Rupee hits 80 versus dollar: 5 ways you can control the cost of foreign education 

Rupee hits 80 versus dollar: 5 ways you can control the cost of foreign education 

The rupee crossed an all-time low of 80 per dollar. Here are tips for parents to control the rising cost of foreign education. 

Rupee hits 80 versus dollar Rupee hits 80 versus dollar

The depreciating rupee has suddenly made foreign education more expensive, giving sleepless nights to parents who either plan to send or already have their kids abroad for foreign education. Consider this: On January 1, 2022, $1 was equal to 74.51, while on June 19, 2022, it reached an all-time low breaching the mark of 80, a depreciation of more than 7 per cent since the beginning of this year. 

The slide has occurred mainly on the back of a hike in interest rates in the US, which affect developing countries like India due to capital outflows toward developed countries. Geopolitical issues, rise in crude oil prices, rising inflation and higher interest rates in India also contribute to the depreciation of the Indian rupee. In such a scenario here are a few tips for parents on how to control the cost of rising foreign education with the rupee touching an all-time low of 80 on Tuesday:

Direct loan from US institution: A US loan provider offers a few benefits - the loan is disbursed and repaid in US dollars, which gives some sort of mental peace to borrowers. It keeps the risk of currency fluctuation mitigated, without losses due to foreign exchange conversion costs. “The possibility of exchange rate fluctuations would not impact the students. Students can also check whether the educational institute has any tie-ups with the financial institution for education loans. In certain cases, such tie-ups help in faster loan processing and lower overall costs to the students,” says Ashwini Kumar, General Manager (India) and Vice President, MPOWER Financing.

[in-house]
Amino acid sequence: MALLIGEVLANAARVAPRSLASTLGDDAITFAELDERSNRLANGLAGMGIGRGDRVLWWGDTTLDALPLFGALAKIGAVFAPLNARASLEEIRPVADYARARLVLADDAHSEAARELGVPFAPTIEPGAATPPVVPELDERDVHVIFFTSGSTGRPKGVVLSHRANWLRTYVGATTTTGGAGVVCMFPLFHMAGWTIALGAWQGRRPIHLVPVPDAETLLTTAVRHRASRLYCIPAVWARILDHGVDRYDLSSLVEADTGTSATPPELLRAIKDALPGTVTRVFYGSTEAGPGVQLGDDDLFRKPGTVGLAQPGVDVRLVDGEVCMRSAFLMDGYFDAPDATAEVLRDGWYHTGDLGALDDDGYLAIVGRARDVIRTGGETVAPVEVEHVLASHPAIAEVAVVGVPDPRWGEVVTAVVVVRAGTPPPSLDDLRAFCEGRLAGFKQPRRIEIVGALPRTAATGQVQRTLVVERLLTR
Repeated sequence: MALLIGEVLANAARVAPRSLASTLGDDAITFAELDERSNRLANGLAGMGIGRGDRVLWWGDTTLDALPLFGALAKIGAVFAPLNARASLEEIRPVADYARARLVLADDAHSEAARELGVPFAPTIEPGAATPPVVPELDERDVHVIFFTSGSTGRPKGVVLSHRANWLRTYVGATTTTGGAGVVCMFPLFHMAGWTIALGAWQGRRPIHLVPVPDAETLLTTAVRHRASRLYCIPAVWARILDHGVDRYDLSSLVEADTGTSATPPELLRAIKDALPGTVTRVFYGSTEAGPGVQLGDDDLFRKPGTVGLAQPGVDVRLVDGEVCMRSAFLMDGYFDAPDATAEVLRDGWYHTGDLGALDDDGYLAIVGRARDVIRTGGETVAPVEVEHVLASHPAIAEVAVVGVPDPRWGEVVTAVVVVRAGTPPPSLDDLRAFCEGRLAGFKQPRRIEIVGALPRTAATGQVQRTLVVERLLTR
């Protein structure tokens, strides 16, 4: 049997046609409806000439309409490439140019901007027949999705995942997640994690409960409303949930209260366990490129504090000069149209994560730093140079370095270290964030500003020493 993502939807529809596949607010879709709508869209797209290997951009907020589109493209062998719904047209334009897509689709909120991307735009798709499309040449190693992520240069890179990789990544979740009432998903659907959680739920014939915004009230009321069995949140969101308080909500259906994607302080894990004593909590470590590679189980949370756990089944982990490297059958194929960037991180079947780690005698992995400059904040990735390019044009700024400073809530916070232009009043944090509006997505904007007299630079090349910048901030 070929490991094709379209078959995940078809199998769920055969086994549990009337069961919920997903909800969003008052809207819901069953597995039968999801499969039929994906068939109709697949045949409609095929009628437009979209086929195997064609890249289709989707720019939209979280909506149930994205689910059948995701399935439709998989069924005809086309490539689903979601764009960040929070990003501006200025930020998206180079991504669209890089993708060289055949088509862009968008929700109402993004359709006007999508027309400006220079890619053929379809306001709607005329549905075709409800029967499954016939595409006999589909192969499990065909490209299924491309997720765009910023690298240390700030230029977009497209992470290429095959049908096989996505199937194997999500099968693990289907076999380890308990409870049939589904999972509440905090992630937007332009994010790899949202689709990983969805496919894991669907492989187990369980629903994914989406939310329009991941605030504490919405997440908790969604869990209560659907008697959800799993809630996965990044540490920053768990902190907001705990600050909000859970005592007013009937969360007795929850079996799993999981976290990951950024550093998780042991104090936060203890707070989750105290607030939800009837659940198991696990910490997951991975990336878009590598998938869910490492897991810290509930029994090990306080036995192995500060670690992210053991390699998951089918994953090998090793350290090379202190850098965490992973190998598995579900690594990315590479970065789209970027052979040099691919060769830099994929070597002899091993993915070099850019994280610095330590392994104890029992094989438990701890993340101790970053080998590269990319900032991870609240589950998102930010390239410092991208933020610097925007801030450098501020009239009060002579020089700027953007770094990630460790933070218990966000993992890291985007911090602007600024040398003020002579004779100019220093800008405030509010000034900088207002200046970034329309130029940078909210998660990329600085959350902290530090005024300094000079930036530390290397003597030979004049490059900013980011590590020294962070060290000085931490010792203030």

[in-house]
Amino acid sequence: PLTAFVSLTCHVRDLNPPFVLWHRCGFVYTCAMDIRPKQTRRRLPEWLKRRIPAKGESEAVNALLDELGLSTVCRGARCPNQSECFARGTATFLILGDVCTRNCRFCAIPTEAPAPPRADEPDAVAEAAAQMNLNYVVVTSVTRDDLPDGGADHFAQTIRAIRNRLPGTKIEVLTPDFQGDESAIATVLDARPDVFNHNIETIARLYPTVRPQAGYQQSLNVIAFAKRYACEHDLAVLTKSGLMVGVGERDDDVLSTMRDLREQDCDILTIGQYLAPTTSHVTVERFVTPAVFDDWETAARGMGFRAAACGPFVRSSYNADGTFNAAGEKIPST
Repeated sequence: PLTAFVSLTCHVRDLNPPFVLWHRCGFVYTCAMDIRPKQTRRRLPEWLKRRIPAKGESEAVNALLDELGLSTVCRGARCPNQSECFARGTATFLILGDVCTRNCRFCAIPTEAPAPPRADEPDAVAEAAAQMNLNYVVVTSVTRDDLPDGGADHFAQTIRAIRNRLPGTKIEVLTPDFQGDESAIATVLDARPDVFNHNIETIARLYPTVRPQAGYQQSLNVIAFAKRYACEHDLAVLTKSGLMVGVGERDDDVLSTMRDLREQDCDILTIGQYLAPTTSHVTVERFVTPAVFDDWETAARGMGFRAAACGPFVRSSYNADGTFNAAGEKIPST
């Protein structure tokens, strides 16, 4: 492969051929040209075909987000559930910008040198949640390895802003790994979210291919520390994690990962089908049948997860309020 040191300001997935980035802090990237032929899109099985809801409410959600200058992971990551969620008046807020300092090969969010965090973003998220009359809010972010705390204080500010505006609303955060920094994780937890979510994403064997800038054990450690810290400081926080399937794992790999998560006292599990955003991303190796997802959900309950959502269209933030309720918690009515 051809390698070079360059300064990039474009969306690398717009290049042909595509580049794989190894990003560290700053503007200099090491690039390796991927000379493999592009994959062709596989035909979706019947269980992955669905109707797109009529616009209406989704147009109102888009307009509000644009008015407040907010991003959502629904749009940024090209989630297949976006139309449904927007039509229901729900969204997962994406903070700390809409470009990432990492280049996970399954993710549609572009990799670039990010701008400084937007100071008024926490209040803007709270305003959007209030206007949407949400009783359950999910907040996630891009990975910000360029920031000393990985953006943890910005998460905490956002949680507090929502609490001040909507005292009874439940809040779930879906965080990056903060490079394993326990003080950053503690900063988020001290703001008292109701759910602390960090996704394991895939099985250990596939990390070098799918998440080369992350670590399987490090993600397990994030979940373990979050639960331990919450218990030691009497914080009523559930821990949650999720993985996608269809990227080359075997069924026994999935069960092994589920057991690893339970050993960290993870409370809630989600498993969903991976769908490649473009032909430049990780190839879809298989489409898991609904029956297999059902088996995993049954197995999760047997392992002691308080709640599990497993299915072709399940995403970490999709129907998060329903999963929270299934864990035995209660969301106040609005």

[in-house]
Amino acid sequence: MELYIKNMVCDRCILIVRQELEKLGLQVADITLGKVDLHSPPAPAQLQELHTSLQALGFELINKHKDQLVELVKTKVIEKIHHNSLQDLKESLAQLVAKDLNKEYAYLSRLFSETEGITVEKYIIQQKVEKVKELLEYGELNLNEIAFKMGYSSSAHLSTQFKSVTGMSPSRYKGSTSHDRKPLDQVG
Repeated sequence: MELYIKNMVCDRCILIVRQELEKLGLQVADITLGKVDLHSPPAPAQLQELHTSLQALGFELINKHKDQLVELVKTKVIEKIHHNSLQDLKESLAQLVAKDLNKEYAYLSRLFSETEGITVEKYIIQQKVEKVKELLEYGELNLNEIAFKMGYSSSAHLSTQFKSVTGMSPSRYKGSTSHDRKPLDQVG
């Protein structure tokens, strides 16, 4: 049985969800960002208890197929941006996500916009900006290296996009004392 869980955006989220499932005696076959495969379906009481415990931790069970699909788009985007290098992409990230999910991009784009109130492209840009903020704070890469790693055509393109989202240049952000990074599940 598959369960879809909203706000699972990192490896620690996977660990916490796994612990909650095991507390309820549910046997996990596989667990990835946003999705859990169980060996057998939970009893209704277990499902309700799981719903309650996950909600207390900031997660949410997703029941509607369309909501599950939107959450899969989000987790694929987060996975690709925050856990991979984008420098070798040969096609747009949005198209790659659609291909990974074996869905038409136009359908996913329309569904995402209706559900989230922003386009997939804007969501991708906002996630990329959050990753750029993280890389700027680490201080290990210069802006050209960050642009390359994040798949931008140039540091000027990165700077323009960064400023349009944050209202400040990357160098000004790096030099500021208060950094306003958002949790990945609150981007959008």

Ankit Mehra, CEO and Founder of GyanDhan, an education financing marketplace disagrees, “It really doesn't work out as such. Because if you're earning in dollars and repaying in dollars you won’t be impacted by depreciation. But if you are earning in dollars and spending in rupees then depreciation helps, as you will have higher savings because you have to spend lesser dollars on repaying loans. 

Mehra adds, “Every time the rupee depreciates we start getting requests from students to come back to India after pursuing study abroad. And they have taken a USD loan and they suddenly start saying depreciation is hurting them more because they have to pay a lot more dollars. However, the positive side is it gives mental comfort as one doesn’t suddenly have to look for additional funds due to rupee depreciation.”

Scholarships: Scholarships certainly help in reducing the cost of foreign education. “Needless to say that having strong grades would increase a student’s chances of a tuition scholarship (even application fees in many cases) and reduce the economic burden on the students thus curtailing the impact of the rising dollar. Apart from this, the student needs to do through research on the loan product and loan provider,” says Ashwini Kumar, General Manager (India) and Vice President, MPOWER Financing.

Top-up loan: Students who are already abroad and suddenly finding their cost of education up can apply for top loans in order to meet the cost of higher tuition fees amid high US inflation and the depreciating rupee.

Negotiate with the lender: The important point to note is one should always negotiate the exchange rates with the lender to get the best deal. Some lenders tie-up with a private forex player, who might charge more than the market rate for the currency exchange. Since it will increase the cost of the loan, it is better to find a way around it or look for an alternative. But whatever your source of buying foreign currency, it is important to compare and negotiate the rates. This is because by careful planning you can reduce the cost considerably.

Buffering of loan: Last but not least one should always keep a buffer of 5-7 per cent to account for any depreciation in the rupee. This keeps one insulated from the rupee depreciation in future

Also read: How to make money in times of a falling rupee? Here's what analysts have to say

Also read: Rupee hits 80 versus dollar: Here's how the falling currency will impact your life

Published on: Jul 19, 2022, 2:30 PM IST
Posted by: anwesha madhukalya, Jul 19, 2022, 2:11 PM IST